Graffiti tagger 'MFONE' charged with robbery
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Pittsburgh's most infamous graffiti tagger, who declared himself a changed man while serving time for dozens of acts of vandalism, was ordered Thursday to stand trial again, this time on charges that he robbed a Marshall's store at the Waterworks Mall.
A district judge ordered Daniel Montano, 26, to stand trial on counts of robbery, simple assault and retail theft in the Aug. 3 incident, in which Pittsburgh police said he attacked a loss prevention officer and tried to steal more than $450 worth of merchandise.
He was still on parole from a 21/2- to 5-year prison sentence he was handed in 2008, after pleading guilty to 79 counts of vandalizing buildings and other property.
Detectives estimated he caused more than $700,000 in damage to 125 property owners over several years, often spray-painting the tag "MFONE." He continues to pay more than $232,000 in restitution.
While living in pre-release custody from the Pennsylvania Department of Corrections two years ago, Mr. Montano reflected on his prison stint to a Post-Gazette reporter, saying that being incarcerated, "turned out to be the best thing that ever happened to me."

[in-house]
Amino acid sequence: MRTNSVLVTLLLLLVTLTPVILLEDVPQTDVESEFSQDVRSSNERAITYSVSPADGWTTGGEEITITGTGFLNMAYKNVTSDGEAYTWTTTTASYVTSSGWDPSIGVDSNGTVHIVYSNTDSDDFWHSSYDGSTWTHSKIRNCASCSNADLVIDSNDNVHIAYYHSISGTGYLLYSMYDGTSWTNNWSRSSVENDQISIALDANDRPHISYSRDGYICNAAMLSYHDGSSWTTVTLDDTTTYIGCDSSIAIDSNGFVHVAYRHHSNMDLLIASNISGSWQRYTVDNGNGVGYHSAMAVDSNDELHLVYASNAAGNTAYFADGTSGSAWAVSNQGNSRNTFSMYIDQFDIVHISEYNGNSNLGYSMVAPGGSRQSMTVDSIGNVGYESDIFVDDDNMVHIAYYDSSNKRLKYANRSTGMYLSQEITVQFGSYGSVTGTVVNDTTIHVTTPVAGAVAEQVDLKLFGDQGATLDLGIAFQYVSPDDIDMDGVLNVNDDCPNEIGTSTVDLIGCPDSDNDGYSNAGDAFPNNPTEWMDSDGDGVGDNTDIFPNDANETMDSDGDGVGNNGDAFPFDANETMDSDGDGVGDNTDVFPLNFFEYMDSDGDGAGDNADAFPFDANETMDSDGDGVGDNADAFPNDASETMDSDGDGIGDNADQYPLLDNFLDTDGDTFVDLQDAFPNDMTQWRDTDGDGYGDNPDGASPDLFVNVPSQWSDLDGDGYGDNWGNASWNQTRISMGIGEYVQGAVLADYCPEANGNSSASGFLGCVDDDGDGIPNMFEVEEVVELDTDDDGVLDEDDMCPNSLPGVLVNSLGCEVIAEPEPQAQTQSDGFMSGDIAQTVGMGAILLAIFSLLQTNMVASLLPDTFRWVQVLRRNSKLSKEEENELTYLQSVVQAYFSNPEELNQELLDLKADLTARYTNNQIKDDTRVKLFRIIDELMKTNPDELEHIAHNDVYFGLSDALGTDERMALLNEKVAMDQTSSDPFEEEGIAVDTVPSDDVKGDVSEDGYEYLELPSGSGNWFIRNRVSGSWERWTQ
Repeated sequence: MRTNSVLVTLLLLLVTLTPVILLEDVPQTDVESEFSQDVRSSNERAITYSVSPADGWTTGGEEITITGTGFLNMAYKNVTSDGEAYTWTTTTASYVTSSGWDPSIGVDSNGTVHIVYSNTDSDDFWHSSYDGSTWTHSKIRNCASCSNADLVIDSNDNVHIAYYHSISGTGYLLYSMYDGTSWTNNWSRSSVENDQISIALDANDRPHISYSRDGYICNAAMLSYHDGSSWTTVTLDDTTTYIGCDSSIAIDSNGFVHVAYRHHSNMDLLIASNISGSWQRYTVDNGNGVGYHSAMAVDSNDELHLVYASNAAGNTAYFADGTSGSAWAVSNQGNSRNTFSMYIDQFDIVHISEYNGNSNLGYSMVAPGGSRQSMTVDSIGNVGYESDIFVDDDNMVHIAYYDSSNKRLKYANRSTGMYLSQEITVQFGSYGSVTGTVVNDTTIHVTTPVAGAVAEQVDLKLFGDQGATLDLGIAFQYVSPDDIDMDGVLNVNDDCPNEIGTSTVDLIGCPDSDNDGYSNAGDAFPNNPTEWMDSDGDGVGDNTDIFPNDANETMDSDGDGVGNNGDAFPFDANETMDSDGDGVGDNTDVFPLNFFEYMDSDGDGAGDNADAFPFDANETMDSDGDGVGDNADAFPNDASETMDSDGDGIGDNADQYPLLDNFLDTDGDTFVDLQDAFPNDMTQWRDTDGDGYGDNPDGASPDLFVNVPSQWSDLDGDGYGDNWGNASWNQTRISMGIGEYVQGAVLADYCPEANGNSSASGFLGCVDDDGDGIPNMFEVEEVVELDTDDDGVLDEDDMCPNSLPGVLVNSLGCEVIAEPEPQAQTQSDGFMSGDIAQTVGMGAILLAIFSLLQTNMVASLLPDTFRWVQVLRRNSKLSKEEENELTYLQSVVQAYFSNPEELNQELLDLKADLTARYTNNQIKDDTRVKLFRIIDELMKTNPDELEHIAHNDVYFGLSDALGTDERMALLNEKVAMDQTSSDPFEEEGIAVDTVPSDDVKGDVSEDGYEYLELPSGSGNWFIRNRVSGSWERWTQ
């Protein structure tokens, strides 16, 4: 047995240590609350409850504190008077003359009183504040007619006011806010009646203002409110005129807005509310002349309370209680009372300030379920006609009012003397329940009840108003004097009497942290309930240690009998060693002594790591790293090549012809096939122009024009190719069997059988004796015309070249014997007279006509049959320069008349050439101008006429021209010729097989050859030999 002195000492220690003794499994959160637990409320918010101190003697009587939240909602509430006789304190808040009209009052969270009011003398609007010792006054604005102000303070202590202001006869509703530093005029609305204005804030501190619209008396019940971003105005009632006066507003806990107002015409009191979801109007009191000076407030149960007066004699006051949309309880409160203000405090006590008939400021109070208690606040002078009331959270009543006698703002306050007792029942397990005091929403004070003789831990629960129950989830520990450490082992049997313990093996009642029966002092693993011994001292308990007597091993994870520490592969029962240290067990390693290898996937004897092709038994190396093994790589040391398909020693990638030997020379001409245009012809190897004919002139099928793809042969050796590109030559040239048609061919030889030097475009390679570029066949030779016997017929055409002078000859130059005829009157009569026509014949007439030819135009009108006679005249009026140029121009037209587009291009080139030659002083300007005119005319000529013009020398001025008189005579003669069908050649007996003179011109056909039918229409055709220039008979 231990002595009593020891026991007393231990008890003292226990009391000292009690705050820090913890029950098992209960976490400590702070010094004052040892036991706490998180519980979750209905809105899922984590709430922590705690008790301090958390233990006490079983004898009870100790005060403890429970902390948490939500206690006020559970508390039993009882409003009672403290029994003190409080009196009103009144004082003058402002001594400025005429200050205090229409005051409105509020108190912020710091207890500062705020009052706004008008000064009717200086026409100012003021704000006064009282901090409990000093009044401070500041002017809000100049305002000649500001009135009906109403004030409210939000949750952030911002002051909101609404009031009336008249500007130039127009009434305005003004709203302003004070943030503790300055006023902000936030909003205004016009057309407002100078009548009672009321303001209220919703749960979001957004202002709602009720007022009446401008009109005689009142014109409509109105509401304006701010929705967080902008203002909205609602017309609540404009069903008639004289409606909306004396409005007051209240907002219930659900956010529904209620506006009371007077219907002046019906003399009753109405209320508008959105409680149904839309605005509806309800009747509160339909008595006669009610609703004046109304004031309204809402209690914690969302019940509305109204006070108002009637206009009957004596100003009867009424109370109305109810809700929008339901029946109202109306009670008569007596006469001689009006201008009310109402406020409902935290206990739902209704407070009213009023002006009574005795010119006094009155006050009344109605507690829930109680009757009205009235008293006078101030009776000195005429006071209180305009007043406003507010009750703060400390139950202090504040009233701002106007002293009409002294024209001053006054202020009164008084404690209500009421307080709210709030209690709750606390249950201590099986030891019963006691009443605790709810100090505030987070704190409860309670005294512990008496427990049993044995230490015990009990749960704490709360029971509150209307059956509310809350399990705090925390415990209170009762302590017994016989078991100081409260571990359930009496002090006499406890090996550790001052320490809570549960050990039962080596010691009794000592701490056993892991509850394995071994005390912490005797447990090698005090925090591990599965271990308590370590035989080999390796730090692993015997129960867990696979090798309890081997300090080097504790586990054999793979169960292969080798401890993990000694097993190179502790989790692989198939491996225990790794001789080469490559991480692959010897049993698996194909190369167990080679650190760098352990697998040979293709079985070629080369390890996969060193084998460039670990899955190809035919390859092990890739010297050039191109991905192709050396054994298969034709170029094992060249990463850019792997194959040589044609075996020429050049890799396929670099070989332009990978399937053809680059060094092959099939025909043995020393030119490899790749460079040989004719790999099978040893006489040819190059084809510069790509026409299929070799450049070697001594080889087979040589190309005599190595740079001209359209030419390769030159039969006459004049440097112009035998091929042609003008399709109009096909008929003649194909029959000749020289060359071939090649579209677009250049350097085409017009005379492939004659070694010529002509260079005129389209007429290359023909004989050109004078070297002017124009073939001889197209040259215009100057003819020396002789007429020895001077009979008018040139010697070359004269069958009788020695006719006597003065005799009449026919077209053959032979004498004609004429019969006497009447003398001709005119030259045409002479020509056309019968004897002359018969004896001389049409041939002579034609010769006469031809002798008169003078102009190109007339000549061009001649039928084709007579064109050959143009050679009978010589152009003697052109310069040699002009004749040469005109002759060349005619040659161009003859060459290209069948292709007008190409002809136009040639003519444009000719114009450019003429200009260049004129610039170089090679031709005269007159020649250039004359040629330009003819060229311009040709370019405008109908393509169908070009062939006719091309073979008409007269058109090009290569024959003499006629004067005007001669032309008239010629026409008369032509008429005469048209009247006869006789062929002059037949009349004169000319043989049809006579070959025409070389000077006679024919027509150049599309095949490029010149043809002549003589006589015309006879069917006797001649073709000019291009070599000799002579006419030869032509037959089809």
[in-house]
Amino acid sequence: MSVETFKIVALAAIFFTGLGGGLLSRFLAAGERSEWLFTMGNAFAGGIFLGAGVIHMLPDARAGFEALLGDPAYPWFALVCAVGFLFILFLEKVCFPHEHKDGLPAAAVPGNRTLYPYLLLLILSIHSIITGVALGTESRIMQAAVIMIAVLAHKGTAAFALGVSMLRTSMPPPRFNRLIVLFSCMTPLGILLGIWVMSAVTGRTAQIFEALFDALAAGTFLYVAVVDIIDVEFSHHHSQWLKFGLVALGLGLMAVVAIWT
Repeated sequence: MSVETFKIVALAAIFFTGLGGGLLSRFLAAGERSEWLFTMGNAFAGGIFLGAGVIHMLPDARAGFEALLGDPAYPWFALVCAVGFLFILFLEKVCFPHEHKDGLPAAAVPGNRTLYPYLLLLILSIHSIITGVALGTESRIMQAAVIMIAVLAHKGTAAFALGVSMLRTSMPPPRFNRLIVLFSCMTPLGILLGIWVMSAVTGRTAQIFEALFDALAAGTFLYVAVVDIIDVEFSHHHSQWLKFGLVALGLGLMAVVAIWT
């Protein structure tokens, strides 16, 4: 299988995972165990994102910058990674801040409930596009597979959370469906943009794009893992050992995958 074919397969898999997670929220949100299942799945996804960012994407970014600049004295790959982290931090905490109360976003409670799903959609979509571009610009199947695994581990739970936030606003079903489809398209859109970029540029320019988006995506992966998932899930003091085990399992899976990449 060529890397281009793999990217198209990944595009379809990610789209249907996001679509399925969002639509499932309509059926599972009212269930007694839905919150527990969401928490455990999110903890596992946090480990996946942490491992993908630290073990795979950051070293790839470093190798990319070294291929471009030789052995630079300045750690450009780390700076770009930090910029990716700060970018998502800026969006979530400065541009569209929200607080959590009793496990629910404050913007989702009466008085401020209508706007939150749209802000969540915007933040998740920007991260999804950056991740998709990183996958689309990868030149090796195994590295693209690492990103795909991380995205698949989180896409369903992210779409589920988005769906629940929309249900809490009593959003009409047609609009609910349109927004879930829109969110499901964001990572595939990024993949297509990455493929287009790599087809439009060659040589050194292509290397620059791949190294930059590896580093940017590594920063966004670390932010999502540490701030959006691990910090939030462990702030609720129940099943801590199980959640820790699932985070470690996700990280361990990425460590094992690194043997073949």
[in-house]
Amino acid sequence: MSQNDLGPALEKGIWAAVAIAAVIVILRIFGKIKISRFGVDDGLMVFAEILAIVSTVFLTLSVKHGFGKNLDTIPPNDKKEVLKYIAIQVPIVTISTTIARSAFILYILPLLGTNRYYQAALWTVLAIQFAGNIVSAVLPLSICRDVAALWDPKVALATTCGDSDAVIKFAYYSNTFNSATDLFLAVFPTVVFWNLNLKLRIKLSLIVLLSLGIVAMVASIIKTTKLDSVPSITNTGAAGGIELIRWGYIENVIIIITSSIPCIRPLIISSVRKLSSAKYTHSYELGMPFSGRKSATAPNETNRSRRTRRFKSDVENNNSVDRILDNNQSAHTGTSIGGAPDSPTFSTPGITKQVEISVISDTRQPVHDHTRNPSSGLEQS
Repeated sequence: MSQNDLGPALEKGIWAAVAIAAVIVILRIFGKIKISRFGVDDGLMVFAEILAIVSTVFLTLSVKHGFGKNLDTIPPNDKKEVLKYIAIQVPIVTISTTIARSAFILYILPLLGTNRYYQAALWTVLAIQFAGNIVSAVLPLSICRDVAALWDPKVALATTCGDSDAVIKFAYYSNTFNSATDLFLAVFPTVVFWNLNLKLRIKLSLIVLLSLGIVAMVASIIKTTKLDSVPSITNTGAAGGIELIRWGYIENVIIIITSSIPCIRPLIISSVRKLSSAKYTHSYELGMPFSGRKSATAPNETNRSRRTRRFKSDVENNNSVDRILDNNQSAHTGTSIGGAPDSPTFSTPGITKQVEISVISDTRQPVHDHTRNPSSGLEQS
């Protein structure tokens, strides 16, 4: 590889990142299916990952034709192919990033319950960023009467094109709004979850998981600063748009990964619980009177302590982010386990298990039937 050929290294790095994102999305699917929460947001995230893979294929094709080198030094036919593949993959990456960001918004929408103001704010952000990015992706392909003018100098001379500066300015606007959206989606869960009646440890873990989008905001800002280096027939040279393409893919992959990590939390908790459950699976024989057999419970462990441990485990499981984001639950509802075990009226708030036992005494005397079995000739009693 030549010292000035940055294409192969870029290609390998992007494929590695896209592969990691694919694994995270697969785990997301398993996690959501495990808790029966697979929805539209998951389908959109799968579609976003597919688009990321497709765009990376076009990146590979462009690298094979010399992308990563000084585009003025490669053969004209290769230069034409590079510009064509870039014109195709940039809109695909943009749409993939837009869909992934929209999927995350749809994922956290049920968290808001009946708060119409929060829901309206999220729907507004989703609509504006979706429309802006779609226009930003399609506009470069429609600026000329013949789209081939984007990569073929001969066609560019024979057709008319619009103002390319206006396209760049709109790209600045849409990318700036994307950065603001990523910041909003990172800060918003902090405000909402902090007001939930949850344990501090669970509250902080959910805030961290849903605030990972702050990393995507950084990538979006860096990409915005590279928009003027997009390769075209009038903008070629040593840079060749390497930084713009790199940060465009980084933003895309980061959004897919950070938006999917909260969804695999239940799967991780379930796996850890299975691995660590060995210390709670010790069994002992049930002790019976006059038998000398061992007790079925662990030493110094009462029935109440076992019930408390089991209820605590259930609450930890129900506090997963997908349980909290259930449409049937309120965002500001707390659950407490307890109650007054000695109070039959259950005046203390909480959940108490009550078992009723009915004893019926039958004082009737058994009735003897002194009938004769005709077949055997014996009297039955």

He said in the June 2010 interview that he found a strange sense of freedom in jail and that it gave him time to focus on his art career.
His attorneys said the tagging was partly the result of a drug habit; Mr. Montano said the spray painting was also "purely impulsive. ... I was on autopilot."
Similarly, he told police officers after his latest arrest that he had "a compulsive urge to steal and admitted stealing items," police wrote in a criminal complaint. Officers said a loss prevention officer spotted Mr. Montano stealing polo shirts, and Mr. Montano assaulted him when he asked him to return the goods.
"As for fighting a loss prevention officer, Montano stated that he had a 'fight or flight' feeling and had the urge to fight to get away," the complaint says. Mr. Montano was still fighting the other man when officers arrived.
A public defender representing Mr. Montano, a former student of the Art Institute of San Francisco, could not be reached for comment Thursday night. Neither could members of his family, who spoke on his behalf during his 2008 sentencing.
His mother, Joanne Lagratta, told the Post-Gazette in 2010 her son would likely stay on a nondestructive path after "drugs brought out the worst in him."
Mr. Montano, at the time, shared her hope.
"I know the way," he said at the time. "All I have to do is follow it."
First Published August 10, 2012 12:00 am